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#1
March 18th 05, 04:01 AM
 Lex-Lutor Posts: n/a
Circular V.S. Vertical antenna polarization !

I'm interested in real results between this two antennas, urban area, same
power, same high etc. Running circular we have only 50% of power, compared
to normal dipole, but there are many positive feedbacks about circular
polarization in urban area!

Is this really true?

#2
March 19th 05, 03:45 PM
 Scott Dorsey Posts: n/a

Lex-Lutor wrote:
I'm interested in real results between this two antennas, urban area, same
power, same high etc. Running circular we have only 50% of power, compared
to normal dipole, but there are many positive feedbacks about circular
polarization in urban area!

For FM, yes, circular polarization is a very good thing. Part of it is
because the antenna orientation no longer matters; your listener can have
a vertical whip in a car or a horizontal dipole and still get good reception.

In addition there are some serious benefits in reduced multipath, many of
which really only apply if the listener has a circularly polarized receive
antenna, but some of which are of benefit even with a whip.

Is this really true?

Yes. Pretty much everyone today is running some sort of circular polarization.
The real difference is in the antenna patterns and how low the angle of
radiation is. You don't want to waste your signal by sending it out into
space or into the ground.
--scott
--
"C'est un Nagra. C'est suisse, et tres, tres precis."

#3
March 19th 05, 03:45 PM
 Bob Haberkost Posts: n/a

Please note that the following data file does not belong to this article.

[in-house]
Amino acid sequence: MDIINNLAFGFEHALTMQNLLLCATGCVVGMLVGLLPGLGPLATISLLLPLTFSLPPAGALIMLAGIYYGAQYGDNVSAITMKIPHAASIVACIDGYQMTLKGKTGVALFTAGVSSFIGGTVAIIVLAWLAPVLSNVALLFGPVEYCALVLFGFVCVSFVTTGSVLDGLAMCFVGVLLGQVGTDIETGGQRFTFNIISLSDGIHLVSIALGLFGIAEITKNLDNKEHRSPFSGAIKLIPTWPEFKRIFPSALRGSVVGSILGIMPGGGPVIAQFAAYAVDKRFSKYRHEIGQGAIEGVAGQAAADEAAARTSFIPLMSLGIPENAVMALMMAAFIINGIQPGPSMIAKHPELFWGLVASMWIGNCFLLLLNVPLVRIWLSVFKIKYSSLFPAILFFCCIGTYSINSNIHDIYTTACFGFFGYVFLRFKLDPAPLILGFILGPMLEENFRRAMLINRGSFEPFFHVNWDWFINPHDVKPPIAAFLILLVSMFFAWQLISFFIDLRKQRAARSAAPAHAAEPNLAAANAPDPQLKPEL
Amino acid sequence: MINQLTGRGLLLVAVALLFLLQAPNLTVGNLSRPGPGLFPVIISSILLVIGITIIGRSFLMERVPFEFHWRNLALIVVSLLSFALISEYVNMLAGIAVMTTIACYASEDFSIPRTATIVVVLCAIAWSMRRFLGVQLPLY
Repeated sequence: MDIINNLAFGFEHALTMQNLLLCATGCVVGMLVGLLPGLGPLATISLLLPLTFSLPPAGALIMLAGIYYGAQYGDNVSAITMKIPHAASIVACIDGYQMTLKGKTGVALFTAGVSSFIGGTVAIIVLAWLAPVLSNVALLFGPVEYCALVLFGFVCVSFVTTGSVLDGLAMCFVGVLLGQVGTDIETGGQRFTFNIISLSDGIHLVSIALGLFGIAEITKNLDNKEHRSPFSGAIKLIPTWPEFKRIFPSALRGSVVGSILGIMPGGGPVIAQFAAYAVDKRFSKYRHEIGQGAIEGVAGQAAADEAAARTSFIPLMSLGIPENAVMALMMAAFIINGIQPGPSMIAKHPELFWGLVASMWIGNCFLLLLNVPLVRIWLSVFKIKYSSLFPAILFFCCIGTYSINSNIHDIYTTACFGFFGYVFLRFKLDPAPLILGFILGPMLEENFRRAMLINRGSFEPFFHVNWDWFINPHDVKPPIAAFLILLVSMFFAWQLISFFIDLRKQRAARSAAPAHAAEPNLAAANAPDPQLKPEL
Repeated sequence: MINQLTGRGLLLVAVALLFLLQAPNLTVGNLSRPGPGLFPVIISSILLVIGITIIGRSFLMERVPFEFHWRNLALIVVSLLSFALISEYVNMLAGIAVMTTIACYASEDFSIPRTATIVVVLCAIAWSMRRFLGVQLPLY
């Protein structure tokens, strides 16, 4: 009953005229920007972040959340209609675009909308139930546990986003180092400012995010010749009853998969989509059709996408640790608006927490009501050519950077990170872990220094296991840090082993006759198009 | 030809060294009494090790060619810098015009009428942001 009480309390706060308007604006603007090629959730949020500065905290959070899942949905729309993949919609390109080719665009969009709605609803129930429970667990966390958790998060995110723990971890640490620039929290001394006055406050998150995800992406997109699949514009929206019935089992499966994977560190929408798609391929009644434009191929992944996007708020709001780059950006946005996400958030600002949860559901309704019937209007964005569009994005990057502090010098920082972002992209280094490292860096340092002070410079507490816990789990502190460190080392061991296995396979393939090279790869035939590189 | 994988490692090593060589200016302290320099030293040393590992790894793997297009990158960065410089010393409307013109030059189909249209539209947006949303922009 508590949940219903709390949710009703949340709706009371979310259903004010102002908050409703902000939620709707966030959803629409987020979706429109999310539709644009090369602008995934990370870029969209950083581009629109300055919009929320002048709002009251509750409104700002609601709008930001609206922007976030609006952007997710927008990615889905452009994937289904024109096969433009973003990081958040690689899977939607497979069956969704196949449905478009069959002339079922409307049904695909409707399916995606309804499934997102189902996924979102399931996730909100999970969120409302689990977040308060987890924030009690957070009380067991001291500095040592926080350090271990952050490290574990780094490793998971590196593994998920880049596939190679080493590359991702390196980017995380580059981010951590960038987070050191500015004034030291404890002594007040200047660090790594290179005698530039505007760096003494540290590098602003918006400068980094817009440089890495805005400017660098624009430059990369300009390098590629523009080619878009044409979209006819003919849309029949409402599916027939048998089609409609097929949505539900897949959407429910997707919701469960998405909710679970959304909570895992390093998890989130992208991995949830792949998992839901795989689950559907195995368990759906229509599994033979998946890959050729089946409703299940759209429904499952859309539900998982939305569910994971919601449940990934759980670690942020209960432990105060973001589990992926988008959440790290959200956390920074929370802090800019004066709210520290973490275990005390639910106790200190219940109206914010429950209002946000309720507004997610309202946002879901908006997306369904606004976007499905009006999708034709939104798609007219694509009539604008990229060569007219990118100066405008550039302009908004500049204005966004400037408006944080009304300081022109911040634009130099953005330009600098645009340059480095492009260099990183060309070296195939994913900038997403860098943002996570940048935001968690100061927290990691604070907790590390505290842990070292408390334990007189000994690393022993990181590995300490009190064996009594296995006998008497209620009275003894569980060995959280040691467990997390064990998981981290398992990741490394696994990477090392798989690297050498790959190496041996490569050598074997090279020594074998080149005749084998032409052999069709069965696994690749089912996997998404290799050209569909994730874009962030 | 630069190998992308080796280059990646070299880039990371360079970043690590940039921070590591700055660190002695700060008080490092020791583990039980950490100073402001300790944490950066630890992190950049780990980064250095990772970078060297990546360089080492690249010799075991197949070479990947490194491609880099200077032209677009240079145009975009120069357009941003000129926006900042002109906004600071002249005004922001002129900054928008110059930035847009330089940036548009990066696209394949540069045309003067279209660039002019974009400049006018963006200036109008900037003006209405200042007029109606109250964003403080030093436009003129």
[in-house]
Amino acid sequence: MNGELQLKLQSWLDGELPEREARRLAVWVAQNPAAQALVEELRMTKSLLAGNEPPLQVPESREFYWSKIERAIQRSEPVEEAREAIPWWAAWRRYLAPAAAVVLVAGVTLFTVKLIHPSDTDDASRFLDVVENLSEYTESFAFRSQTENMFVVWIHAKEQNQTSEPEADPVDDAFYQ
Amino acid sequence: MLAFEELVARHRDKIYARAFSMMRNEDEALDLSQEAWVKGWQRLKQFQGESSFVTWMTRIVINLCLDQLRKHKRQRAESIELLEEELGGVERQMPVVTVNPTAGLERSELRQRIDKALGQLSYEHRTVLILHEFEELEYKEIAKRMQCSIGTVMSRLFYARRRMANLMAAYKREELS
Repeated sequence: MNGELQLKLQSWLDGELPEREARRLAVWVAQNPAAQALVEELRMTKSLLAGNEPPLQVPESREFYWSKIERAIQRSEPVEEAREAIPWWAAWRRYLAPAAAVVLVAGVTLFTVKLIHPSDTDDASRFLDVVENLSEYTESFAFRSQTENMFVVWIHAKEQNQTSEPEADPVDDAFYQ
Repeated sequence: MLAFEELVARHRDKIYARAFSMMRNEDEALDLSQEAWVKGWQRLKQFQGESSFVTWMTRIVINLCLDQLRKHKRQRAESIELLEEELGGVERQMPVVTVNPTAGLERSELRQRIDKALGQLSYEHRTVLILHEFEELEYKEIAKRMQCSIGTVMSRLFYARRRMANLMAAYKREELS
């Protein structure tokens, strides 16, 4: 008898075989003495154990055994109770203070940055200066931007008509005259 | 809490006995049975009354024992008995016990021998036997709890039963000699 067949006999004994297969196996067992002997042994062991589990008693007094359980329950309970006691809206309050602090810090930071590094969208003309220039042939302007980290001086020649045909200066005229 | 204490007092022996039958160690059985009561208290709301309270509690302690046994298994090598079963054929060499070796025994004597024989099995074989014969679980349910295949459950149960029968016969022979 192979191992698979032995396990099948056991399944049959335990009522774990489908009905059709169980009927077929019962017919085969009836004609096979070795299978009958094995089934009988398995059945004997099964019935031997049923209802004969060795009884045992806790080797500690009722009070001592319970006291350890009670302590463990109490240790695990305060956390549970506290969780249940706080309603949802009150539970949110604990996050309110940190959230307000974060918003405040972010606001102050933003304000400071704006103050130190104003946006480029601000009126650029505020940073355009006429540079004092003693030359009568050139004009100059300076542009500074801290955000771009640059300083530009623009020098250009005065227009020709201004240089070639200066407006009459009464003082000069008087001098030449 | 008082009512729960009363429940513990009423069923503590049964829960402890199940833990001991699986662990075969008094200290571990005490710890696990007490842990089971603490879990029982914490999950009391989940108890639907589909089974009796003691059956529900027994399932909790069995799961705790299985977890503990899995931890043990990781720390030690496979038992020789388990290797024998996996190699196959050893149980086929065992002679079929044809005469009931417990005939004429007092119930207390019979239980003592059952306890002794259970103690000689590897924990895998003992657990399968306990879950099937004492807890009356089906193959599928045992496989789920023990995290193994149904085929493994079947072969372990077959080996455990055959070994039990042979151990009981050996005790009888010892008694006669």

"Lex-Lutor" wrote in message
...
| I'm interested in real results between this two antennas, urban area, same
| power, same high etc. Running circular we have only 50% of power, compared
| to normal dipole, but there are many positive feedbacks about circular
| polarization in urban area!

| Is this really true?

In a manner of speaking, yes, it's true. The reason why you have 1/2 the power
that you would with a straight dipole is because half the power transferred goes
into the other polarisation (10kW ERP = 5kW Horiz + 5 kW Vert). And the reason
why one uses vertical polarisation is for the number of automobile receivers
that have vertically-oriented antennas. But, other than that (with one
exception which I'll cover presently) there's no good reason why you'd run
C-pol. For the rare individual who has a C-pol receiving antenna, (s)he'd be
picking up both polarisations, and therefore get 3dB better
signal-to-noise....but in an urban area, that effort is for naught, since
there's already plenty of RF, and twice more than plenty is still more than
plenty. For the rest of those using dipoles in random orientations, they're
just as susceptible to multipath, fading, and other propagation effects that
would be experienced with a single polarisation. Still, there's some value in
this since it wouldn't make any difference which orientation a simple dipole was
in, if it had a C-pol signal to work with.
--
-----------------------------------------------------------------------------
Men born to freedom are naturally alert to repel invasion of their liberty by
evil-minded rulers. The greatest dangers to liberty lurk in insidious
encroachment by men of zeal, well-meaning but without understanding." -- Justice
Brandeis
-----------------------------------------------------------------------------
For direct replies, take out the contents between the hyphens. -Really!-

#4
March 19th 05, 03:45 PM
 David Eduardo Posts: n/a

"Lex-Lutor" wrote in message
...
I'm interested in real results between this two antennas, urban area, same